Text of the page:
Losing Eden: An Environmental History of the American West (Environment and Region in the American West) (Paperback)
Historical narratives often concentrate on wars and politics while omitting the central role and influence of the physical stage on which history is carried out. In Losing Eden award-winning historian Sara Dant debunks the myth of the American West as “Eden” and instead embraces a more realistic and complex understanding of a region that has been inhabited and altered by people for tens of thousands of years.
In this lively narrative Dant discusses the key events and topics in the environmental history of the American West, from the Beringia migration, Columbian Exchange, and federal territorial acquisition to post–World War II expansion, resource exploitation, and current climate change issues. Losing Eden is structured around three important themes: balancing economic success and ecological destruction, creating and protecting public lands, and achieving sustainability.
This revised and updated edition incorporates the latest science and thinking. It also features a new chapter on climate change in the American West, a larger reflection on the region’s multicultural history, updated current events, expanded and diversified suggested readings, along with new maps and illustrations. Cohesive and compelling, Losing Eden recognizes the central role of the natural world in the history of the American West and provides important analysis on the continually evolving relationship between the land and its inhabitants.
"This is a penetrating take on the complicated ways that humans impact their environs."—Publishers Weekly
“Everyone should take a look at Sara Dant’s book Losing Eden. It’s a history of something bigger than us and an essential read for anyone who cares about the past and future American West.”—Ken Burns, filmmaker
“Sara Dant has created something seemingly unattainable: a one-volume book—full of incisive analysis, wrapped in unforgettable storytelling—that covers the deep environmental history of the American West from twenty-five thousand years ago to today. She delivers an important cautionary tale about the relationship between people and nature, always asking a simple question: ‘At what cost?’ I learned something on every page.”—Dayton Duncan, author of The National Parks: America’s Best Idea
“Sara Dant’s Losing Eden is an environmental masterpiece about the American region she holds near and dear to her heart. Whether Dant tackles the problems of aridity, massive wildfires, or climate change, she hits all the right notes. . . . This is a brilliant book, learned to its core, that will stand the test of time. Environmental history at its absolute finest. Highly recommended!”—Douglas Brinkley, Katherine Tsanoff Brown Chair in Humanities and professor of history at Rice University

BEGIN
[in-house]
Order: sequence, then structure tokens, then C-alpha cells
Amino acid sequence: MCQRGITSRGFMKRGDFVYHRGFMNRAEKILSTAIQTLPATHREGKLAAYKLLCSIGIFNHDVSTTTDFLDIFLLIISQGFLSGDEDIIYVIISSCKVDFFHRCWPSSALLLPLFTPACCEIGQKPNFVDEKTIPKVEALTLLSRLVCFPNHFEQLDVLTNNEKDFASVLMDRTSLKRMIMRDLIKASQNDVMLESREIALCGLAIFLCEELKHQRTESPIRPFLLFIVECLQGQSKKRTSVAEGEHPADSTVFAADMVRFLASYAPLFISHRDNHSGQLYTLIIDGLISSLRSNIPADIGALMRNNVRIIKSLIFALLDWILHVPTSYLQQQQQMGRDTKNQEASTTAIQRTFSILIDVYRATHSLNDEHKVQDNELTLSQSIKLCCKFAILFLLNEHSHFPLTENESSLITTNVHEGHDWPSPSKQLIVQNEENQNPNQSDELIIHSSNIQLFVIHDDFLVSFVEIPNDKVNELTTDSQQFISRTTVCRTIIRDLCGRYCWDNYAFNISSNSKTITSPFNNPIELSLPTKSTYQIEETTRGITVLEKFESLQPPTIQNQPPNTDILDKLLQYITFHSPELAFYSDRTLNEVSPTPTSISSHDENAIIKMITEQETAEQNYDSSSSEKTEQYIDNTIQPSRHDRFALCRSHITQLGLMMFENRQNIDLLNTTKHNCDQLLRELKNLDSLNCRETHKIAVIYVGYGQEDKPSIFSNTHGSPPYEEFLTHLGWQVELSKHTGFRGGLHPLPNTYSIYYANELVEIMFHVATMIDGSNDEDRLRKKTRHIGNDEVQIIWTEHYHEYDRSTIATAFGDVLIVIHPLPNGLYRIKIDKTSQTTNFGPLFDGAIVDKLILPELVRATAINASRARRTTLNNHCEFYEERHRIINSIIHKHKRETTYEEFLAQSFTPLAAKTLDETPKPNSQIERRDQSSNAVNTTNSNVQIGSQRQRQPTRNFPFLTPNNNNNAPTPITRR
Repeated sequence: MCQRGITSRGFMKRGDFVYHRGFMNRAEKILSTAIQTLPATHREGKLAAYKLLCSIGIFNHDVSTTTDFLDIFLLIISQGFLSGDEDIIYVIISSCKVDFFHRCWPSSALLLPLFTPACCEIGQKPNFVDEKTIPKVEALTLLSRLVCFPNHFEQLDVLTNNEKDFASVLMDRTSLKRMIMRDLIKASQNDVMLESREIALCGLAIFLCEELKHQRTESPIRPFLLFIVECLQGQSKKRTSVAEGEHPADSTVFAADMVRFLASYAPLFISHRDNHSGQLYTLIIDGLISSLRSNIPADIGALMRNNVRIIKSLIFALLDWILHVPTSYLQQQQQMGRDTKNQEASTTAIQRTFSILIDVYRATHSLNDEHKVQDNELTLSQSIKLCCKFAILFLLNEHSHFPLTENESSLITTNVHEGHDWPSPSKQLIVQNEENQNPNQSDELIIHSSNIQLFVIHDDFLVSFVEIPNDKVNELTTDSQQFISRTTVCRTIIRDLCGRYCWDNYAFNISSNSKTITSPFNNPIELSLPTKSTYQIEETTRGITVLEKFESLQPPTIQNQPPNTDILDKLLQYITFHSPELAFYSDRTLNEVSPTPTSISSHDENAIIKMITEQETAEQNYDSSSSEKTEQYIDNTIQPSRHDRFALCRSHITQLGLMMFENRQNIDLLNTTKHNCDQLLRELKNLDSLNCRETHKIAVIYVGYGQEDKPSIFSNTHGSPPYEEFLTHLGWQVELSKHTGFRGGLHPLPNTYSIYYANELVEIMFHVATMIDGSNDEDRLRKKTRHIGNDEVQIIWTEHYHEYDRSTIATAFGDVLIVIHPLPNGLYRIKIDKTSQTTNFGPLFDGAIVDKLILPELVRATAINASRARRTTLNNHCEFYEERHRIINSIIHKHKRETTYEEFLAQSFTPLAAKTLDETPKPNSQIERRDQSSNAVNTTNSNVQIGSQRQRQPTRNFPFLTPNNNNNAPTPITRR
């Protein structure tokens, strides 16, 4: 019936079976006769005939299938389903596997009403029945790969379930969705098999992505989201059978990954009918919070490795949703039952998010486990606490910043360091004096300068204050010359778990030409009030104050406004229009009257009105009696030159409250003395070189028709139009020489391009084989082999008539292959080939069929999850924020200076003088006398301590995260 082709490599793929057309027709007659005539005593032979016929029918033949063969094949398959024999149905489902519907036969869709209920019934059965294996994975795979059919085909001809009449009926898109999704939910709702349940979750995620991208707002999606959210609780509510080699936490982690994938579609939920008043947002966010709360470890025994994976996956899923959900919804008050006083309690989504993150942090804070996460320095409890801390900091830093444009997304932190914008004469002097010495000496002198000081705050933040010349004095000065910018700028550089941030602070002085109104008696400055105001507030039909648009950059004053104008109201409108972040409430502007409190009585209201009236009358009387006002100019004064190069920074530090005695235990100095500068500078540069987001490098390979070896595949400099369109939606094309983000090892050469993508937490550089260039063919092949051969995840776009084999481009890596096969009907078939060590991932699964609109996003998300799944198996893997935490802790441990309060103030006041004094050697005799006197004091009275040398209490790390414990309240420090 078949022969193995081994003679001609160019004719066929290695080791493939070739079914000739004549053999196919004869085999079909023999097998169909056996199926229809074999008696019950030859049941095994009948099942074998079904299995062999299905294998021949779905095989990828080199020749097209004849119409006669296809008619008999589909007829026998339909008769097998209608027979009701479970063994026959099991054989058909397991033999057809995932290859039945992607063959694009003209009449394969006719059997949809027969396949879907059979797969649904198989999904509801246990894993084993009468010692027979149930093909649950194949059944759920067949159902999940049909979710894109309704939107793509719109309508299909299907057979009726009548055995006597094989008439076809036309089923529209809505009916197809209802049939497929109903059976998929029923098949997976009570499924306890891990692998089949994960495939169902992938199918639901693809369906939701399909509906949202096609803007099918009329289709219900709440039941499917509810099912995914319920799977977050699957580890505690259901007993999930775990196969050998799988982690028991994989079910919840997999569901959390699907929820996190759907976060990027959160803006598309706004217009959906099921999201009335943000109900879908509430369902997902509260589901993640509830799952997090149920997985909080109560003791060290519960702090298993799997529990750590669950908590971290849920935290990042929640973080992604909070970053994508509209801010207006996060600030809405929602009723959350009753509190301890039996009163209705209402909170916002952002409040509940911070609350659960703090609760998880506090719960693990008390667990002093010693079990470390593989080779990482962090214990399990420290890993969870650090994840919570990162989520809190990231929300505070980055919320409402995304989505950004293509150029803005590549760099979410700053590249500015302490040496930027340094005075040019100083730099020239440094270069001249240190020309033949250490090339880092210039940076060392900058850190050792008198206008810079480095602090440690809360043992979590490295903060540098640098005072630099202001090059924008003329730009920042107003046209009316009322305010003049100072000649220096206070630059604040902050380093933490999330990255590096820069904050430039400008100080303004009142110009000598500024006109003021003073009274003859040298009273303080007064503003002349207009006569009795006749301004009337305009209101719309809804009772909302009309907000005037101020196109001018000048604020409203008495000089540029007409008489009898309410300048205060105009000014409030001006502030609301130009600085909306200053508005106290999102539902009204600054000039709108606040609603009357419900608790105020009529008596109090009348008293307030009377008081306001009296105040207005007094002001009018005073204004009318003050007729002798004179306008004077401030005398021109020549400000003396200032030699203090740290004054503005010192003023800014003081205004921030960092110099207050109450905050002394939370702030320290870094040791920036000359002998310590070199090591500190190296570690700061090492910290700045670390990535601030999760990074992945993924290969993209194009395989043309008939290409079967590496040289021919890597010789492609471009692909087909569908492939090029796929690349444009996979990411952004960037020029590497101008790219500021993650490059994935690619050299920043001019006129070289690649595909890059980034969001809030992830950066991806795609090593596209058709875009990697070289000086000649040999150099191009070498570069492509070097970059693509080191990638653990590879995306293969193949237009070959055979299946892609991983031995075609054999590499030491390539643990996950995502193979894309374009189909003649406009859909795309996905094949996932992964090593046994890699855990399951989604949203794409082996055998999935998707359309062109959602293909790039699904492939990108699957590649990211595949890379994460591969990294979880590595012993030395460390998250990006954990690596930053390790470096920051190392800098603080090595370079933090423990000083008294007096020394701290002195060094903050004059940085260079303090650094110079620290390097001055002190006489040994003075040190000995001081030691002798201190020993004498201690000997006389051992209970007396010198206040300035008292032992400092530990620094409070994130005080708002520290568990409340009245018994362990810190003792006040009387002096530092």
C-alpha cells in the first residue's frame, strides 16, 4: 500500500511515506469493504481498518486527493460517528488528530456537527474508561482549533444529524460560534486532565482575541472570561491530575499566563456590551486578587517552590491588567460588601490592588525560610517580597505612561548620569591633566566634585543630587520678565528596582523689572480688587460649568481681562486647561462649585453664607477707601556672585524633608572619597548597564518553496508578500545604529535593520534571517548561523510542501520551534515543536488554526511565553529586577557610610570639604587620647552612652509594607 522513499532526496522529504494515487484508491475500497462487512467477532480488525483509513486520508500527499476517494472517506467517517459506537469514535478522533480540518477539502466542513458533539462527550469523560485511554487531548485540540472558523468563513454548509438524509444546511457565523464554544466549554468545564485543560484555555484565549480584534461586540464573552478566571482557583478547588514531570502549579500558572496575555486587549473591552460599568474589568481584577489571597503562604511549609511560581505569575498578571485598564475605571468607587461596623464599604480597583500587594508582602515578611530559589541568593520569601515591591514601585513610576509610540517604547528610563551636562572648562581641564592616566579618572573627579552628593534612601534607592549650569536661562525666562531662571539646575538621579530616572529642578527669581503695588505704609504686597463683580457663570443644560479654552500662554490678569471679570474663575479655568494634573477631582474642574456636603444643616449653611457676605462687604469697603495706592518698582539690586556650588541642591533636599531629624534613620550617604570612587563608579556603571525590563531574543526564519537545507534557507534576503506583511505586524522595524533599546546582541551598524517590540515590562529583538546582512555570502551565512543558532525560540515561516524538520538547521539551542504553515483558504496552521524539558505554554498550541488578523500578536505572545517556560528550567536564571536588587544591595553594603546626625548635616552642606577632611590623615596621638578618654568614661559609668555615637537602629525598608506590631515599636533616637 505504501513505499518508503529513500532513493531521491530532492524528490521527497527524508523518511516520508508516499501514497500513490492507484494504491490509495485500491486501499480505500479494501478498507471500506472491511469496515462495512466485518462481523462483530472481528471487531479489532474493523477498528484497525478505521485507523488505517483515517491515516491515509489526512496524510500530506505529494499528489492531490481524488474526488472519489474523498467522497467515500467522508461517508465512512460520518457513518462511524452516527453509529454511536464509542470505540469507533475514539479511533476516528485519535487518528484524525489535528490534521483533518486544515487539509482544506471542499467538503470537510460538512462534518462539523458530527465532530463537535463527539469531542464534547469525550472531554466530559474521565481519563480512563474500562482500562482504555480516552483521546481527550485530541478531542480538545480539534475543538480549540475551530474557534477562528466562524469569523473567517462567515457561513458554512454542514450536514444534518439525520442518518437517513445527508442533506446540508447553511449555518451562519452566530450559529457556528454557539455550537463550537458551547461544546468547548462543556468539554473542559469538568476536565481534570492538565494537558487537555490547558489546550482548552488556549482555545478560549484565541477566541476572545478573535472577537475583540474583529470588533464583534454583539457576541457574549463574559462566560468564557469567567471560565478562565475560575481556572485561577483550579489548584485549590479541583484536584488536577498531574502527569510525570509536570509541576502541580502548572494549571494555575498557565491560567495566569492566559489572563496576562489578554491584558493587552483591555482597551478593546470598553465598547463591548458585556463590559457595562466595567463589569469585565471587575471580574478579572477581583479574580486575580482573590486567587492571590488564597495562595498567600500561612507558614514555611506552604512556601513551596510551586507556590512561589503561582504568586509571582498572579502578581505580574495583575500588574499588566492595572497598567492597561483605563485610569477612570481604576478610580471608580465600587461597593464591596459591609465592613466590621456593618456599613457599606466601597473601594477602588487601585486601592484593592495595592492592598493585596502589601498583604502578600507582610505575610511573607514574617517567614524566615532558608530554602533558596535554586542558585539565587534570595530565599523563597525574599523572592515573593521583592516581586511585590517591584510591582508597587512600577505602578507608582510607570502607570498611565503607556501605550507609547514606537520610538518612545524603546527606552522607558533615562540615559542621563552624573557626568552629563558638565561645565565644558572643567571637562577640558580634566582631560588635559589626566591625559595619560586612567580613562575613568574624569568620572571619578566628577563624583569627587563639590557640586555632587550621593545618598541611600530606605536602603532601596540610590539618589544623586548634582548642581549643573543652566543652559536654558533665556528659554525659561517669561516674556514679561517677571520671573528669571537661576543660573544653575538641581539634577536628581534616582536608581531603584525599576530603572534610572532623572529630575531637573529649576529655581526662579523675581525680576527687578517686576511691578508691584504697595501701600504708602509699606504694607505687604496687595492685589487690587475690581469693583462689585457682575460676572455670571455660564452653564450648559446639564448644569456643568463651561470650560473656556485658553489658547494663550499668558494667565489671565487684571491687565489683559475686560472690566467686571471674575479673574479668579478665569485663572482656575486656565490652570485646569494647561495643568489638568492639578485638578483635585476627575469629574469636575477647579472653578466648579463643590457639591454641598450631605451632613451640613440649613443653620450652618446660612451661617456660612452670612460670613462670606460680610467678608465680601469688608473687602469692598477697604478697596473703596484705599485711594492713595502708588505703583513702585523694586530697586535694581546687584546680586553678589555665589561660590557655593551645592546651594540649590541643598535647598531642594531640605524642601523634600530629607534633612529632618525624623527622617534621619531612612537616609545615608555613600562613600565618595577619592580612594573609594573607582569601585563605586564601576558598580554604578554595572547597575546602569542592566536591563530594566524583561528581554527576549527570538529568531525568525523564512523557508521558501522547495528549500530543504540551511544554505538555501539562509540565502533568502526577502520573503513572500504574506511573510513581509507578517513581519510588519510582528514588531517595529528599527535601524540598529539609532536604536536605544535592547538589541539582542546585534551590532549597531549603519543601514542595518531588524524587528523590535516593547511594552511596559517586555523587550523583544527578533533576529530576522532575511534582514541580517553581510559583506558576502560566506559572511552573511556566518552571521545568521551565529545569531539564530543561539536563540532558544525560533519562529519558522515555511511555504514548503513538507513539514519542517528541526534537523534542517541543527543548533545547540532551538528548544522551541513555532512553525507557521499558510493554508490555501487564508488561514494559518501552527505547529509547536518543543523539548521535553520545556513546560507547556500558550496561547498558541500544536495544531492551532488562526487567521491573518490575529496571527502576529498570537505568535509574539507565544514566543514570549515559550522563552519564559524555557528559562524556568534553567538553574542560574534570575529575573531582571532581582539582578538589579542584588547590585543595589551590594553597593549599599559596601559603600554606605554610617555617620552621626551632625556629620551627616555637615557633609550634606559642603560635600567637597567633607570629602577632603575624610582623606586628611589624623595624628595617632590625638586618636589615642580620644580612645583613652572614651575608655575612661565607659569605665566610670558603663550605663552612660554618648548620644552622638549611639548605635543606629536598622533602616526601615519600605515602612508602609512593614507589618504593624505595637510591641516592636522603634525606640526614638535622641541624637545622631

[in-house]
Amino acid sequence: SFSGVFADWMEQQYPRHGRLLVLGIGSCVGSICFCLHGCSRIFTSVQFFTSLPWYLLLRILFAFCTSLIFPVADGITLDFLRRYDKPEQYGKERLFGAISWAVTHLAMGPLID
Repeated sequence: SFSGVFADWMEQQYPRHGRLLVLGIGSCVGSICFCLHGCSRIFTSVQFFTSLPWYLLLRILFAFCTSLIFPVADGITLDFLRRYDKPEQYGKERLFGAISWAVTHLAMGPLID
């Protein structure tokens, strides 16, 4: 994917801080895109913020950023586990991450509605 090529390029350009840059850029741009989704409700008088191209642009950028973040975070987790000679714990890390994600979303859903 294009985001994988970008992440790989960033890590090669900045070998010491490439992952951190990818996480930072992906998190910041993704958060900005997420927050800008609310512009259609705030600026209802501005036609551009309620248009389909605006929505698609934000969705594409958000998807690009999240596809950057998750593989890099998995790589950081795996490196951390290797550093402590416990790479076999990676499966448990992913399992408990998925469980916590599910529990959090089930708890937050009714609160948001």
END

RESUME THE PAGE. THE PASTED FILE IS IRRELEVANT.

“This is environmental history at its best. Losing Eden offers a masterful narrative that explores broad-ranging themes and the historical connections, tensions, and contradictions that have defined the vibrant and diverse peoples and environments of the American West, as well as their relationship to one another.”—Eladio B. Bobadilla, assistant professor of Latinx history at the University of Pittsburgh
“This is history as it should be written, focusing not only on people but also on the natural environment as it changes through time. The result of that complex interaction has been a saga of conflict, hope, failure, conservation, and sustainability. Everyone who lives in the West should know its environmental history, and the rest of the world should know it too because it offers important lessons for humanity. This book is big in scale and rich in detail, yet written with economy and grace, with a scholar’s judicious understanding, and with a lover’s passion for the place.”—Donald Worster, author of Shrinking the Earth: The Rise and Decline of American Abundance
“In this fresh take on the history of the American West, Sara Dant tells us why ‘the West as Eden’ has always been a false illusion’ and how truth-telling of our past might resolve twenty-first-century issues and even provide hope for our future.”—Rosalyn LaPier, author of Invisible Reality: Storytellers, Storytakers, and the Supernatural World of the Blackfeet
“Losing Eden is no ordinary book. Dant begins with a simple question: At what environmental cost did Americans develop the largely arid West? In answer, she offers an engaging, provocative interpretation of the region’s environmental and Indigenous history, from the primordial past to the present, with an eye toward the future in an era of climate change.”—Marsha Weisiger, author of Dreaming of Sheep in Navajo Country